BEHAVIORAL OBSERVANTIONS OF THE ENDANGERED RIO GRANDE SILVERY MINNOW IN A CONSERVATION AQUACULTURE FACILITY

BEHAVIORAL OBSERVANTIONS OF THE ENDANGERED RIO GRANDE SILVERY MINNOW IN A CONSERVATION AQUACULTURE FACILITYDownload file(Article is in Project-Id-Version: Croatian Journual of Fisheries POT-Creation-Date: 20.04.2014. PO-Revision-Date: Last-Translator: Marina Piria Language-Team: MIME-Version: 1.0 Content-Type: text/plain; charset=UTF-8 X-Poedit-SourceCharset: utf-8 Content-Transfer-Encoding: 8bit )original scientific paper
BEHAVIORAL OBSERVANTIONS OF THE ENDANGERED RIO GRANDE SILVERY MINNOW IN A CONSERVATION AQUACULTURE FACILITYTave, D., Toya, L. A., Hutson, A. M.Keywords:
conservation aquaculturefish behaviorrio grande silvery minnowhybognathus

Volume: 76
Issue: 1
Pages: 7 - 26

Summary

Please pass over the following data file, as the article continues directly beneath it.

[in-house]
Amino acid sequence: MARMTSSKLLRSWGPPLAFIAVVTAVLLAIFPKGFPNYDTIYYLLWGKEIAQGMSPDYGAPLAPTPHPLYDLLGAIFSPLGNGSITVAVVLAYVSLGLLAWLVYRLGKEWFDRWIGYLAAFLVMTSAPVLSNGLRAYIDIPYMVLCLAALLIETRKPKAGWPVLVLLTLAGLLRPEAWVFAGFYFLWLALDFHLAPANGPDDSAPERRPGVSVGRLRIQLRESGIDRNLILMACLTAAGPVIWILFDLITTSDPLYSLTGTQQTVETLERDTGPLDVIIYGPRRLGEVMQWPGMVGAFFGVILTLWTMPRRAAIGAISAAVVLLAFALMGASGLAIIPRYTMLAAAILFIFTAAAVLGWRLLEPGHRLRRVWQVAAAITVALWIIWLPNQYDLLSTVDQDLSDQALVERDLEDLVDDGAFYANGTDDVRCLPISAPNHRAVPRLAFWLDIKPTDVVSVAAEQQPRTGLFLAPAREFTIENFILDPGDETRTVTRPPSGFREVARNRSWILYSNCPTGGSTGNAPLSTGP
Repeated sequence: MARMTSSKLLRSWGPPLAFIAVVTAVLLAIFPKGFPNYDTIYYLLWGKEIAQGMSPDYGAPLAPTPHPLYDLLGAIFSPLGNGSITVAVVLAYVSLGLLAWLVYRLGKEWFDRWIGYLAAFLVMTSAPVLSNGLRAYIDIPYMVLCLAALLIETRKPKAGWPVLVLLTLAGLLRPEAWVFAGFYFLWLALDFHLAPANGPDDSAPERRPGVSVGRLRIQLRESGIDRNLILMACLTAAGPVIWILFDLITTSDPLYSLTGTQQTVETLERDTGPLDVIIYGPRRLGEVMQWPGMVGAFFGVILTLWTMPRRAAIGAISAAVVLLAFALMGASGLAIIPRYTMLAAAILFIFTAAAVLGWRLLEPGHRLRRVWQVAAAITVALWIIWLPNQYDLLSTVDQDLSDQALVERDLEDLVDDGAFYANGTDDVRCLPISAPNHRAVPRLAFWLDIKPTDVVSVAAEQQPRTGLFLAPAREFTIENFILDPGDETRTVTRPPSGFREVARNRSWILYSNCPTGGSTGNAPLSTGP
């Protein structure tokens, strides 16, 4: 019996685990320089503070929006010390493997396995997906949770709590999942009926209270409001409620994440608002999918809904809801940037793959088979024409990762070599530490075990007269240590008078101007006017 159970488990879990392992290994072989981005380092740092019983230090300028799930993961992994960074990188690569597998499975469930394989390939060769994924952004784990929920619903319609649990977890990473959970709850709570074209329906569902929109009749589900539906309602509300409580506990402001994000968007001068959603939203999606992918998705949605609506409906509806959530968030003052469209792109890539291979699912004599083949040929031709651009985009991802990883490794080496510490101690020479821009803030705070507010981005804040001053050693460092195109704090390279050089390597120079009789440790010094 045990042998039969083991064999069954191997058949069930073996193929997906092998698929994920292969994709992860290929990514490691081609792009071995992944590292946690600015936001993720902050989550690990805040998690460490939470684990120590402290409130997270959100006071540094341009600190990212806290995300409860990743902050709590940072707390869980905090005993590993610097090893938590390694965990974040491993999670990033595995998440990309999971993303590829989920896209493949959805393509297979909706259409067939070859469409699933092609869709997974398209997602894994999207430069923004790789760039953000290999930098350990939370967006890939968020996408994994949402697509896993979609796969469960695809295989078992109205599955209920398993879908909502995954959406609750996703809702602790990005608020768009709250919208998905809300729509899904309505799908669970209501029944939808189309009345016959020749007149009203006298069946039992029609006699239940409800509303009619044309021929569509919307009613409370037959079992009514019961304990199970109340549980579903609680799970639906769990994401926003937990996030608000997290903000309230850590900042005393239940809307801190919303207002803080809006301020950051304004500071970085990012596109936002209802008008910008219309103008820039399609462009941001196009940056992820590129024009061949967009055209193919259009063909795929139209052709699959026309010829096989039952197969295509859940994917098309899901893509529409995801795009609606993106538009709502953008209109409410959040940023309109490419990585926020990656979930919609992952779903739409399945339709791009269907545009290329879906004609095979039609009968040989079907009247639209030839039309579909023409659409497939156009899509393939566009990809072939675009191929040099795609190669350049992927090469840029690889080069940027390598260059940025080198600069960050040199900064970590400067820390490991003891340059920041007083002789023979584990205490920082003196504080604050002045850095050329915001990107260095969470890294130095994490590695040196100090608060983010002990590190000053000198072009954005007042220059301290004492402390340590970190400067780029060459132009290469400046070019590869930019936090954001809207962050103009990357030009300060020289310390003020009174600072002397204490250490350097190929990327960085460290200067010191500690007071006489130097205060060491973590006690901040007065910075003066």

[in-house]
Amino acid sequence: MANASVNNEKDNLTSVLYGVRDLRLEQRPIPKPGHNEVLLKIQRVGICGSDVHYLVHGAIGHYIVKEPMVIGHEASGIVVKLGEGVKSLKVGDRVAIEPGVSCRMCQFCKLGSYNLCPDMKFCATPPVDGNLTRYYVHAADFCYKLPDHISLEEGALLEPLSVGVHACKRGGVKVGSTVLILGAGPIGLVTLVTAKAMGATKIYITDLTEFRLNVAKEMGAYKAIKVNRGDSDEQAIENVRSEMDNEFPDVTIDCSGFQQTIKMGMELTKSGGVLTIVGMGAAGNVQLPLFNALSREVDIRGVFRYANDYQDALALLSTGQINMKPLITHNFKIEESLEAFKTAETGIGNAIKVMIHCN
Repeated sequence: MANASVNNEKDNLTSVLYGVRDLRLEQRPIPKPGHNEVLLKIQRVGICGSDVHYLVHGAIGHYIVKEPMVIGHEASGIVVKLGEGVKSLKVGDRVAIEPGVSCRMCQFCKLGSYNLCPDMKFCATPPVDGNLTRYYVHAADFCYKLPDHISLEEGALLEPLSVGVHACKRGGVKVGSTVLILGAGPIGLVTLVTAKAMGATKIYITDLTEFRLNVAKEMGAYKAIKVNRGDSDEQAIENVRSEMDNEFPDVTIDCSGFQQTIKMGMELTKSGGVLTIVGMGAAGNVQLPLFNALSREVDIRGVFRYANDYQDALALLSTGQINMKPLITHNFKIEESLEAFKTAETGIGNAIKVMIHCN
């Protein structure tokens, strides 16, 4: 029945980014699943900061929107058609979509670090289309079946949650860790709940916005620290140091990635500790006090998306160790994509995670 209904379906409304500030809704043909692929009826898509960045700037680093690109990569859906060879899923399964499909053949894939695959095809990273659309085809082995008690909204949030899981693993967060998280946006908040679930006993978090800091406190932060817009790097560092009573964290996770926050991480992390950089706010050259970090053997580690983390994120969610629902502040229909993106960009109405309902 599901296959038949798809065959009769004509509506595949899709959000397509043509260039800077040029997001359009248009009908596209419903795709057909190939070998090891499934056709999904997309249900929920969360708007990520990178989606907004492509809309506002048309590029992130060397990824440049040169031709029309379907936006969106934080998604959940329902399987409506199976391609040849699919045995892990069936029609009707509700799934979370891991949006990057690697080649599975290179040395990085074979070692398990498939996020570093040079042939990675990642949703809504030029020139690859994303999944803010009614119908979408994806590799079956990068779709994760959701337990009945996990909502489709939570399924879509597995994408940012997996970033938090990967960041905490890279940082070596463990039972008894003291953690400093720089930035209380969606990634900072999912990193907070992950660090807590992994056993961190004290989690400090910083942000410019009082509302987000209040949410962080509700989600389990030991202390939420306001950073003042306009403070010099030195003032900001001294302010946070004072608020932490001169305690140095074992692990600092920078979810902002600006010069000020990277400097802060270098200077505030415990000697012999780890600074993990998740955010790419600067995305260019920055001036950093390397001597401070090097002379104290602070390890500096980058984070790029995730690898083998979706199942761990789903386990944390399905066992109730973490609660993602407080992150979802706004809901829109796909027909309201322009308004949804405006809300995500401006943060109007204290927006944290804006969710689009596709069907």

A major reason why conservation aquaculture is needed to improve the success of aquaculture-assisted fisheries is that traditional production aquaculture produces fish with mal-adaptive behaviors. These behaviors can be produced via domestication and culture techniques, and preventing these mal-adaptive behaviors requires integrating improvements in genetic management and culture protocols. The genetic protocols needed to minimize hatchery-induced genetic changes have received considerable attention, but changing the way fish are raised has received less effort. Conservation aquaculture cultures fish in environments that resemble their native habitats so that when stocked, they behave like wild fish rather than hatchery fish. A purpose built-conservation aquaculture facility can also be used to learn about a species’ behavior and how it reacts to changes in the environment, something which can be difficult or expensive to study in the wild. These observations can then be used to help direct both propagation and recovery management. This paper provides the rationale for why genetic management, culture systems, and management practices need to be altered to produce fish that are behaviorally similar to wild fish for aquaculture-assisted fisheries programs. It then provides a description of some of the behaviors of the endangered Rio Grande silvery minnow Hybognathus amarus that were observed at the Los Lunas Silvery Minnow Refugium, a purpose-built conservation aquaculture facility, and explains how some of these behaviors can be used in culture and recovery management. Behaviors described are: schooling; predator avoidance; feeding behavior; use of vegetation for cover and predator avoidance; habitat use by bottom substrate; location in the water column; upstream movement via a fish ladder; movement upstream in a high-velocity channel; response to changes in water level; spawning behavior; seine avoidance; and Kaah-chee-nyee Srkaash, a behavior described for the first time.